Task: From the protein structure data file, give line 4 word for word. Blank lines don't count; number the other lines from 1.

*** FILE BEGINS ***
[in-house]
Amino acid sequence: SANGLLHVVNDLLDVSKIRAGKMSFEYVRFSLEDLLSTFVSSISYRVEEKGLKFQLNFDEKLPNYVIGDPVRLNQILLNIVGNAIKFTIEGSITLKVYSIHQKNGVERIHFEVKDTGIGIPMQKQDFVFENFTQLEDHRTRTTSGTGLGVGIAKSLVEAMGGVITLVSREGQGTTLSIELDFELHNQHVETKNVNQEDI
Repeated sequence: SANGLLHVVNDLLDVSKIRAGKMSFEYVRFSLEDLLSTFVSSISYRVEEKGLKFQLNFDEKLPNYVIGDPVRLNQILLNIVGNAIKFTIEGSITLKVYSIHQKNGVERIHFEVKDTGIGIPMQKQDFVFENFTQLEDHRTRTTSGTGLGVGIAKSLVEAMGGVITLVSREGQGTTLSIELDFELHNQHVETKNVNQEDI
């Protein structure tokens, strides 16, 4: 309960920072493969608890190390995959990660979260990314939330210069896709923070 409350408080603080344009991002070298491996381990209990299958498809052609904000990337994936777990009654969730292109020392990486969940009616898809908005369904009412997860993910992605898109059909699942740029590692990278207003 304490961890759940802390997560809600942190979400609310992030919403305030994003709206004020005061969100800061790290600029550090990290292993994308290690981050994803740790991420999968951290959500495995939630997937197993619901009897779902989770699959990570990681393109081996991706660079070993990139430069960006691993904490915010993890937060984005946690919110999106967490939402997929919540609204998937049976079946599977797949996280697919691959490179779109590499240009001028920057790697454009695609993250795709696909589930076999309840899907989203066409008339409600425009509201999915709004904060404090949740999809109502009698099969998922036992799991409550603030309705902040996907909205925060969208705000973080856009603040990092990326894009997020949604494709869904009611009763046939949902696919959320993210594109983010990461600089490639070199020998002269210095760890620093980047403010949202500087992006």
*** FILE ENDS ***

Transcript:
């Protein structure tokens, strides 16, 4: 309960920072493969608890190390995959990660979260990314939330210069896709923070 409350408080603080344009991002070298491996381990209990299958498809052609904000990337994936777990009654969730292109020392990486969940009616898809908005369904009412997860993910992605898109059909699942740029590692990278207003 304490961890759940802390997560809600942190979400609310992030919403305030994003709206004020005061969100800061790290600029550090990290292993994308290690981050994803740790991420999968951290959500495995939630997937197993619901009897779902989770699959990570990681393109081996991706660079070993990139430069960006691993904490915010993890937060984005946690919110999106967490939402997929919540609204998937049976079946599977797949996280697919691959490179779109590499240009001028920057790697454009695609993250795709696909589930076999309840899907989203066409008339409600425009509201999915709004904060404090949740999809109502009698099969998922036992799991409550603030309705902040996907909205925060969208705000973080856009603040990092990326894009997020949604494709869904009611009763046939949902696919959320993210594109983010990461600089490639070199020998002269210095760890620093980047403010949202500087992006």